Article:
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Attention Twitter Abolitionists

  • Just got done taping a segment for the Irish Huddle with Mr. Somogyi and Tony Roberts. During part of the show we talked about Twitter and how it is often negatively viewed. I wish I had composed my thought enough to say this on air, but just wanted to follow up quickly.

    Those that don't use Twitter or aren't familiar with it seem to think that coaches should ban their players from using the website, or any social media for that matter. What I think gets lost in the conversation is that social media is not inherently evil. It's a tool. It's no different than a hammer, a screwdriver or a knife. If you put a knife in the hand of a surgeon you are likely to get good results. If you put a knife in the hand of a bloodthirsty murderer results will likely be less good.

    Often we publish stories that focus on negative tweets (i.e. Louis Nix, the my guys-his guys meltdown last fall, etc.), but you can learn a lot of great things about college football players via Twitter as well. For example, this week I was able to get a much closer look at the type of work many of the Irish football players do for The Bald and The Beautiful, a charity that helps raise awareness for pediatric cancer. Through tweets from guys like former QB Dayne Crist and OL Mike Golic, Jr. I learned a lot more about something they are passionate about.

    To ban Twitter completely, I think, does a disservice to your players and your fans. Talking to Louis Nix yesterday, he mentioned that he loves to reach out to fans and say "What's up?" when they contact him of Facebook or Twitter whether they are 4 years old or 40 years old because he always wished he could interact with his favorite athletes when he was a little kid.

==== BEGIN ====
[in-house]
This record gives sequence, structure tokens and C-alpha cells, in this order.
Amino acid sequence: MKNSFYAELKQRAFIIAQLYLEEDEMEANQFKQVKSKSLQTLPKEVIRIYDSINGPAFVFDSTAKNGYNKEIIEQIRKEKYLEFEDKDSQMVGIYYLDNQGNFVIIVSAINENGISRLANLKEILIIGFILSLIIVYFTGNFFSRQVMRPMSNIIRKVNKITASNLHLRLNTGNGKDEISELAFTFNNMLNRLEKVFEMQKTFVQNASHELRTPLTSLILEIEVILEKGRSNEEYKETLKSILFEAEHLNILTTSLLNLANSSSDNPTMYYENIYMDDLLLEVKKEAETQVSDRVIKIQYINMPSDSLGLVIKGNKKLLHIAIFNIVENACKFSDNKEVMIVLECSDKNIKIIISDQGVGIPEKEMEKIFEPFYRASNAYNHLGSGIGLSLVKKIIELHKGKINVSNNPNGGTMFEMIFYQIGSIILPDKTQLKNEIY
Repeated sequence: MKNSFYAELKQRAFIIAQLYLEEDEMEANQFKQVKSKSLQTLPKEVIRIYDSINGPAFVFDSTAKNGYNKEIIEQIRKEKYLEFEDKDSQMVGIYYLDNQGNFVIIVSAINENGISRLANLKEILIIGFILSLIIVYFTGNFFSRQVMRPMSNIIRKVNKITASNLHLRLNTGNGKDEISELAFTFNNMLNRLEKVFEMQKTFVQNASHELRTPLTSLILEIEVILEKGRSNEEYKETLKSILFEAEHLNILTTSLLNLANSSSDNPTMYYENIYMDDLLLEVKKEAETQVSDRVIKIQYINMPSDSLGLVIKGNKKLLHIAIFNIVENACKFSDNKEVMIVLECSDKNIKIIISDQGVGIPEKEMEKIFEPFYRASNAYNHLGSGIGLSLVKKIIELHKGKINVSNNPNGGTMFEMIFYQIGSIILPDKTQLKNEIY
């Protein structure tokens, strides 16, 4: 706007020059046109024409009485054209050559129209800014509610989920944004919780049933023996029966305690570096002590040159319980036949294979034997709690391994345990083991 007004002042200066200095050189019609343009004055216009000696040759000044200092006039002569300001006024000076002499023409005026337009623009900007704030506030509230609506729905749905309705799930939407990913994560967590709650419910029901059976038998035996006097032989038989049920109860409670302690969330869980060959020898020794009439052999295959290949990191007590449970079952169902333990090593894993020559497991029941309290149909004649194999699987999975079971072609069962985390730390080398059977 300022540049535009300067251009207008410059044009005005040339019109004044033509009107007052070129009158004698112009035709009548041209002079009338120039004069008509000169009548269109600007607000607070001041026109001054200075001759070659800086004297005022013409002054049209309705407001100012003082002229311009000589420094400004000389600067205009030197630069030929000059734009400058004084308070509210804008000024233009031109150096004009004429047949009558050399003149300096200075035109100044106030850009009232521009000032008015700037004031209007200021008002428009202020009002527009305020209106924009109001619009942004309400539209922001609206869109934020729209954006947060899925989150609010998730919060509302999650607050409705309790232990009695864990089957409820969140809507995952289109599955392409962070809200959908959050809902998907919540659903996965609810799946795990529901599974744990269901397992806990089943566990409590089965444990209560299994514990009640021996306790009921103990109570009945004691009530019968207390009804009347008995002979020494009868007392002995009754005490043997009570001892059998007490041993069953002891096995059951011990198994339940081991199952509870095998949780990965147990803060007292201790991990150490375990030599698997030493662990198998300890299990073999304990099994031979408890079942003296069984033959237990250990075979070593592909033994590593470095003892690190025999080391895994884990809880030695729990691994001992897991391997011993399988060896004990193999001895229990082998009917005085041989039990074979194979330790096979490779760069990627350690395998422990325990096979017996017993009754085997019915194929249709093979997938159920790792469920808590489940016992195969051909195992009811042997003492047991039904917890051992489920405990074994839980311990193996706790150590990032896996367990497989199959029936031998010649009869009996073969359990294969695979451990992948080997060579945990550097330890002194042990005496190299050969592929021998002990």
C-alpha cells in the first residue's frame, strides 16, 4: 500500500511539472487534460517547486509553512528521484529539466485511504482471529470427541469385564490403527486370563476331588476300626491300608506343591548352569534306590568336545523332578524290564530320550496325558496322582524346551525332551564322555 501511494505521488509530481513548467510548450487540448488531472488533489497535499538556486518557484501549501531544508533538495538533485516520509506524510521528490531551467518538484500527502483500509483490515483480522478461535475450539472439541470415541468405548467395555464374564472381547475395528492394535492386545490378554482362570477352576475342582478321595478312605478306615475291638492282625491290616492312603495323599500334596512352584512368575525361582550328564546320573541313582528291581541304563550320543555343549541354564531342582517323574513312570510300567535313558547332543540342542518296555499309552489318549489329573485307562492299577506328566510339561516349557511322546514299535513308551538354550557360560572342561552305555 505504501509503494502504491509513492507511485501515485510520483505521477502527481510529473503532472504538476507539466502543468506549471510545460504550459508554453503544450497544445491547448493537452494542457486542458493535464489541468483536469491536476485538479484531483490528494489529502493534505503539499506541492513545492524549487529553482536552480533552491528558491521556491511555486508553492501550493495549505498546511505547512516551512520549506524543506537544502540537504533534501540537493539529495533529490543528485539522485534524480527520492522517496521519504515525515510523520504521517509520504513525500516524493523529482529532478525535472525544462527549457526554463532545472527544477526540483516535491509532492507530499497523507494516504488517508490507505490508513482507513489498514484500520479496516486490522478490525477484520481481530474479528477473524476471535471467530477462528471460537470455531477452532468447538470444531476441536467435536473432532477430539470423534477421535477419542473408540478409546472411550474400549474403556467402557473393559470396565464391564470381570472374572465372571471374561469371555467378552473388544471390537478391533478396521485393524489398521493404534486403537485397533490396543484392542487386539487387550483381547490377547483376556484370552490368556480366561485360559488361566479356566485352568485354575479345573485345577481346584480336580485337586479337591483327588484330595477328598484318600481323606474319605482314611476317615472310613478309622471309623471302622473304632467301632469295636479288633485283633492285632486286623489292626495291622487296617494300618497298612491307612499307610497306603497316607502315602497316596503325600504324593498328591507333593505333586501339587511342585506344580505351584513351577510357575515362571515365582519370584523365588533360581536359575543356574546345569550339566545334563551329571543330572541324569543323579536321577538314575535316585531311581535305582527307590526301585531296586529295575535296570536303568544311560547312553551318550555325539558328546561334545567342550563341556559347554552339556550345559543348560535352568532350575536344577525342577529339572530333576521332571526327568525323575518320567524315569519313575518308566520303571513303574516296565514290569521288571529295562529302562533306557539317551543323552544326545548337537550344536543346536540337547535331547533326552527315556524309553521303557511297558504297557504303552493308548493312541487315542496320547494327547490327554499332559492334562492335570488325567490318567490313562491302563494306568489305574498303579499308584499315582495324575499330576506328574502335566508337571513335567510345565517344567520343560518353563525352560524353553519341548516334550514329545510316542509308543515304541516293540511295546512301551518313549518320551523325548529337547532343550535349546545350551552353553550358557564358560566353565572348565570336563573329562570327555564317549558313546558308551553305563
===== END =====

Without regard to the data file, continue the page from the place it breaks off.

I understand you don't want to cause unnecessary drama by providing a direct link to a 20-year-old's inner thoughts, but some times those inner thoughts can shine a great light on the player and the school. They can provide a little insight that might make these guys seem more human and less like cogs in a machine. Social media can be used for good or for bad. Taking away that privilege if a player uses social media to hurt his team or giveaway company secrets makes sense. To simply shut it down would be a mistake.

    This post has been edited 3 times, most recently by Dan Murphy 2 years ago

  • Well said, I like seeing what our guys are up to. Use it, don't abuse it.

  • Dan you make a lot of good points but I think the same could be said with allowing players to schedule/do their own interviews with the media. I am sure we would be able to learn a great deal more about the players if it was allowed. It is really not much different. Not many coaches would be comfortable with giving free rein to a player to be in charge of when they do and do not give an interview. I really do not see Twitter as being that much different.

    Scored 4 touchdowns...in a single game. Polk High!

  • What should be shut down is adults bashing recruits for leaving or picking another school. Not a true fan or wanting to do it an ND way.

    signature image signature image signature image

    2 time POTW winner on some dates I can't remember from 2yrs ago at BNG, POTW: 1/3/11- 1/9/11, 6/20/11-6/26/11

  • Two differences:

    First, social media allows players complete control to share whatever they want to share. In interviews they are asked direct questions that they are expected to answer. Often times they're topics they wouldn't want to talk about but answer the question because that's what you do in an interview.

    Second, the main reason that interviews are controlled is so that players don't have to deal with a dozen different reporters nagging them all the time when trying to do school work or other things. The controlled interviews give them a small window when they talk to the press, and we aren't supposed to reach out and contact them at other times. Having a little more control of what they say is a byproduct of that, in my opinion.